North Koreans have a history of social exclusion and marginalisation among distrustful South Koreans. The death from starvation of a North Korean woman and her 6-year-old daughter in opulent Seoul last July has prompted the government to act.
Seoul (AsiaNews/Agencies) – More than 550 North Korean refugees currently live in the South in a situation of economic or social crisis, this according to South Korea’s Unification Ministry, which is tasked with helping defectors from North Korea.
Some 31,000 North Koreans live in South Korea where they tend to suffer discrimination and marginalisation among distrustful South Koreans.
However, after a North Korean woman and her 6-year-old daughter starved to death amid Seoul’s opulence last July, the government has decided to act.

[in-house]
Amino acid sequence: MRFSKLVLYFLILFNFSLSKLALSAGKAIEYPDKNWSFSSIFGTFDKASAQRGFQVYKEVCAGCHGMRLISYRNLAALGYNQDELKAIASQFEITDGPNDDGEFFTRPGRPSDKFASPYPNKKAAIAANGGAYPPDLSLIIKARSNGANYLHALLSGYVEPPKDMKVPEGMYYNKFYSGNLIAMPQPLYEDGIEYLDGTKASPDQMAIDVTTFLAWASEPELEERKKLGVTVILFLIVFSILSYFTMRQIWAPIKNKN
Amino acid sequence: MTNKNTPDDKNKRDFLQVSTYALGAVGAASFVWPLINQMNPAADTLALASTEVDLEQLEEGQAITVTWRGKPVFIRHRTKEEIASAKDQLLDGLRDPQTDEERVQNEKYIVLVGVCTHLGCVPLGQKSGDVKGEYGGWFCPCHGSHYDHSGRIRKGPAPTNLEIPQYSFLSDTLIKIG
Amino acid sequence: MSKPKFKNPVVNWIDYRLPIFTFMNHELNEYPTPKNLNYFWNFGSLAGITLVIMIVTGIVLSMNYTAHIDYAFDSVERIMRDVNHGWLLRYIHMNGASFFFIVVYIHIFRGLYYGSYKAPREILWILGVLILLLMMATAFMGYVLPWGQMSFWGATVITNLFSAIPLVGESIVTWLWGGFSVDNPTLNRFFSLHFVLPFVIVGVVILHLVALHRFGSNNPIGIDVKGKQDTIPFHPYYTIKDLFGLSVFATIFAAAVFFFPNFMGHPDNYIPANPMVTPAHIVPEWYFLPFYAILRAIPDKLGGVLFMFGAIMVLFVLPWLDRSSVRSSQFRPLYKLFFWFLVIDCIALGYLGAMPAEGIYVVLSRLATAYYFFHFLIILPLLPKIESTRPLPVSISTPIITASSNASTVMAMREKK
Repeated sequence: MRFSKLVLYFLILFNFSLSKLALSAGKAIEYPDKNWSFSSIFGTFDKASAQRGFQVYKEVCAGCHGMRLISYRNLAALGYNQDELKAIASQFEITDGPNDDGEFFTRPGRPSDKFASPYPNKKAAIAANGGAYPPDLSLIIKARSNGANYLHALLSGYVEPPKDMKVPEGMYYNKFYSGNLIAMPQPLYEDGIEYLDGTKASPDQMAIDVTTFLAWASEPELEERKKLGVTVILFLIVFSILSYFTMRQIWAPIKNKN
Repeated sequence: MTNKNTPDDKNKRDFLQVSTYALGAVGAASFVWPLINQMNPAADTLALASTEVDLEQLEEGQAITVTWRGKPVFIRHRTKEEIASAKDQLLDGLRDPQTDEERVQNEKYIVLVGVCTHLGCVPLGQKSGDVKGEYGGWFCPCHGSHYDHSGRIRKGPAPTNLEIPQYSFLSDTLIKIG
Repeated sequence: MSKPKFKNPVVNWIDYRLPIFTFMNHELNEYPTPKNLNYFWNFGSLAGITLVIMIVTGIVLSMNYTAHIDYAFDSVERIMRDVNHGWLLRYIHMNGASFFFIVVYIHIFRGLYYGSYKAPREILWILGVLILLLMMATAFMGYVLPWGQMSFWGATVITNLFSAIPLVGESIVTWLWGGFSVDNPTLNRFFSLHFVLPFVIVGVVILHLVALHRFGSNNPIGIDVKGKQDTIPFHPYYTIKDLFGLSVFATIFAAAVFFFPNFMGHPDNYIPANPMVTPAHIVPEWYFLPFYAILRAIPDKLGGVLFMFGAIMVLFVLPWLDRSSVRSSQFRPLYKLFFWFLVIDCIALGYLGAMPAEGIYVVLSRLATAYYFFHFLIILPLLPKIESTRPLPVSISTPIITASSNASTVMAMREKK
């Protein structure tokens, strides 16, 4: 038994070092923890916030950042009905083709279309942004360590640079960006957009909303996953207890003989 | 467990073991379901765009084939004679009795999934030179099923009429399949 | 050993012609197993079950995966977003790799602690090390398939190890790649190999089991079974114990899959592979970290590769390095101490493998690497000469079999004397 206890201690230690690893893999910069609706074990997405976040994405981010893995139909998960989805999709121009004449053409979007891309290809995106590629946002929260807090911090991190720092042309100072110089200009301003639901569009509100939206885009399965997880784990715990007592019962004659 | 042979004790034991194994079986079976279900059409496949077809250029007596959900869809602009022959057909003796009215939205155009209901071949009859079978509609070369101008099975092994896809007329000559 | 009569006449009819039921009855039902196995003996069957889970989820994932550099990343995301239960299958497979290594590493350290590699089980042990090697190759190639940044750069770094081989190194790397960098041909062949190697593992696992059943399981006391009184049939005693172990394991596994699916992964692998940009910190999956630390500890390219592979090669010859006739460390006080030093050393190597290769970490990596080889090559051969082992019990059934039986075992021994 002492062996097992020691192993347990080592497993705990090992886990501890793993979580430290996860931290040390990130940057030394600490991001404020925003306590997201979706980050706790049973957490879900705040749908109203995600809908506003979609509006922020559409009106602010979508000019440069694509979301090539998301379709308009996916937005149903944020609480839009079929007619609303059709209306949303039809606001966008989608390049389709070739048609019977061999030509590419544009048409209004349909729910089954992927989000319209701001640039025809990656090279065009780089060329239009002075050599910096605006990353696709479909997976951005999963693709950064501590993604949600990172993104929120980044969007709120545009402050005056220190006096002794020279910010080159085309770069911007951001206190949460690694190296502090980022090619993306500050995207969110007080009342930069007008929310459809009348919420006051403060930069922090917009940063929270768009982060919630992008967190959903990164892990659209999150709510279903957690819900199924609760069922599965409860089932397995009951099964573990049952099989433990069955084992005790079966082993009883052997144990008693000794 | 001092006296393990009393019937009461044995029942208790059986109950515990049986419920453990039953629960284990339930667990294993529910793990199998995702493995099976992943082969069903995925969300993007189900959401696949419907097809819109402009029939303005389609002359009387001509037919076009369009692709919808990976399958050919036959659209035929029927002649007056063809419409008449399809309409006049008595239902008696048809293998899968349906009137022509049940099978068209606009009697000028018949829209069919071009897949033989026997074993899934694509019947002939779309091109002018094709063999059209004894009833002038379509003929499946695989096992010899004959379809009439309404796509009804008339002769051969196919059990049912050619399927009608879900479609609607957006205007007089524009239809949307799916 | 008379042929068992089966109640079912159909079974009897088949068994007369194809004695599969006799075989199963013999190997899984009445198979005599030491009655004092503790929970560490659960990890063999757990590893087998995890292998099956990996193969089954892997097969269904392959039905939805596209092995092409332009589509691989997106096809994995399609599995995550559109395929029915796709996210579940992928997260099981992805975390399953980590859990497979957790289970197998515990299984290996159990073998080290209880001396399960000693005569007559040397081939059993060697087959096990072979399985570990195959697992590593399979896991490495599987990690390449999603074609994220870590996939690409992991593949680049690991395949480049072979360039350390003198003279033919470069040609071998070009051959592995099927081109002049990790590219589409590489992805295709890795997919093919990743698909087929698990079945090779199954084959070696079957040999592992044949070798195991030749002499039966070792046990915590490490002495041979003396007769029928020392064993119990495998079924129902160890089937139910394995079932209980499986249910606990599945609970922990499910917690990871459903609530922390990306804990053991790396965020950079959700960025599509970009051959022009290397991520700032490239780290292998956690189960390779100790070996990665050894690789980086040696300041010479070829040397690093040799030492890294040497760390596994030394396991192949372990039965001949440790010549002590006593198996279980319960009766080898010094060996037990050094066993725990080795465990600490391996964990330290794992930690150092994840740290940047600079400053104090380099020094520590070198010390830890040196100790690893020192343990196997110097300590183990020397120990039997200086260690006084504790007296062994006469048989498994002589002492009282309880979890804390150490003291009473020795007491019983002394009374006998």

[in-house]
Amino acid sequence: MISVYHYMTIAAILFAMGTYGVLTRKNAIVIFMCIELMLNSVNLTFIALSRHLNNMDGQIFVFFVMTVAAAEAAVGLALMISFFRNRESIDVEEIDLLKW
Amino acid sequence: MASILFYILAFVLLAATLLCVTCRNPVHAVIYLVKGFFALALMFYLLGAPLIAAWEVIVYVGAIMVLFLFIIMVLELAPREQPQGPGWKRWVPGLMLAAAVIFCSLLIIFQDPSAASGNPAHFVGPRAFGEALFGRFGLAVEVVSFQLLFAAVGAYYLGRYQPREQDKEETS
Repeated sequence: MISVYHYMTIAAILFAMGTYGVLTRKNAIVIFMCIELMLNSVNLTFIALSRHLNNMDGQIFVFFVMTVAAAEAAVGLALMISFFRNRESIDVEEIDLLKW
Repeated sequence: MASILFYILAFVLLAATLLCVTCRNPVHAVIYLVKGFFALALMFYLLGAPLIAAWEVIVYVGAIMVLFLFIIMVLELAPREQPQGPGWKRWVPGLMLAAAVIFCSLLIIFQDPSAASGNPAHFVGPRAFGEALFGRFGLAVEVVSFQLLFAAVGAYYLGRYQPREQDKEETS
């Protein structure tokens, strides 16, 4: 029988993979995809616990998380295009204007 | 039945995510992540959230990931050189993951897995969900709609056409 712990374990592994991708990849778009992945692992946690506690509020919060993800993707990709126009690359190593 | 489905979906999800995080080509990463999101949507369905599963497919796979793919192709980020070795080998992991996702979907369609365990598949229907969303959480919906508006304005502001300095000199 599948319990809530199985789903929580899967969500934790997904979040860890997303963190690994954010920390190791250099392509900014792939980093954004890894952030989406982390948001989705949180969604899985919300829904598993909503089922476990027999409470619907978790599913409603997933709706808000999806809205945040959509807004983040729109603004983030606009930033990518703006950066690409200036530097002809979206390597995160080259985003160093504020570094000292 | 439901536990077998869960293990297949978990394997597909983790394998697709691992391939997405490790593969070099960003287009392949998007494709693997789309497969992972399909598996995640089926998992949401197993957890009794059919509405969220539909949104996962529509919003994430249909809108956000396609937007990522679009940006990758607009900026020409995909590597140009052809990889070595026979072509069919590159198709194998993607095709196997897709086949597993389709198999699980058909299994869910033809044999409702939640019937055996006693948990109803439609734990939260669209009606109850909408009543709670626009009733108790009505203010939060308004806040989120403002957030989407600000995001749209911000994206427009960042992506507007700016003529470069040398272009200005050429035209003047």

Surveys conducted last year indicate that 553 people or 1.7 per cent of North Korean defectors live below acceptable living standards. Unable to find work and no longer receiving government subsidies, they are unable to make ends meet.
The Catholic Church and religious groups have long had special outreach programmes for them, but they are not always able to reach them. In fact, fearful North Korean refugees often hide from the world.
For the Korea Hana State Foundation, these people are in urgent need of support. Together with local municipalities, the Foundation has taken steps to provide emergency aid. This includes paying most urgent bills – food and electricity – and making regular house calls to check on them.